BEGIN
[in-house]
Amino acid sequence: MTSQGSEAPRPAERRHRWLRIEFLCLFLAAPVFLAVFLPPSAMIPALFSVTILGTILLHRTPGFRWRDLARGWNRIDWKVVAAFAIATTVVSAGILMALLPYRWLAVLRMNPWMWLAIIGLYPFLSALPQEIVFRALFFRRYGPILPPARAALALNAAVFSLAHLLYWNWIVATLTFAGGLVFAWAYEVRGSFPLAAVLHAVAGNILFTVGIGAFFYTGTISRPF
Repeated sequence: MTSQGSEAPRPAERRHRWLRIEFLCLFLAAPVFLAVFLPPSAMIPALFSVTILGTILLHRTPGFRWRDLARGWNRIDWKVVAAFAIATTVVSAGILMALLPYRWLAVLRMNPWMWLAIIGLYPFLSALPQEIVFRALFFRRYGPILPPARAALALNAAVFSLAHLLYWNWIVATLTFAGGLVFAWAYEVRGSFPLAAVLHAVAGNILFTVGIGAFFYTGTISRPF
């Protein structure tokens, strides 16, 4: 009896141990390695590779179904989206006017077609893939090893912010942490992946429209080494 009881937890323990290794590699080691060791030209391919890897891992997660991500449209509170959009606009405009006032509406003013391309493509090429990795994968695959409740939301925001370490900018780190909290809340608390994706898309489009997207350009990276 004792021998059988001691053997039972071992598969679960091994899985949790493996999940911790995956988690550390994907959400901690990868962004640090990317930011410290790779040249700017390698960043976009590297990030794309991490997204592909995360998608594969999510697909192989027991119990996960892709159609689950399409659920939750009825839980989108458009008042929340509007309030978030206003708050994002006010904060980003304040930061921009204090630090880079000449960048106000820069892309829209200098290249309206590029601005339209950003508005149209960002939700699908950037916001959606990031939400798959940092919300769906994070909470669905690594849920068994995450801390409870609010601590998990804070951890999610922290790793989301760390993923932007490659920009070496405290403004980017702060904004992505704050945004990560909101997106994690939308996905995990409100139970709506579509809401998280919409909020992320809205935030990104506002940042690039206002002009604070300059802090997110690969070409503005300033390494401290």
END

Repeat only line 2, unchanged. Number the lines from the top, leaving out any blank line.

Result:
Amino acid sequence: MTSQGSEAPRPAERRHRWLRIEFLCLFLAAPVFLAVFLPPSAMIPALFSVTILGTILLHRTPGFRWRDLARGWNRIDWKVVAAFAIATTVVSAGILMALLPYRWLAVLRMNPWMWLAIIGLYPFLSALPQEIVFRALFFRRYGPILPPARAALALNAAVFSLAHLLYWNWIVATLTFAGGLVFAWAYEVRGSFPLAAVLHAVAGNILFTVGIGAFFYTGTISRPF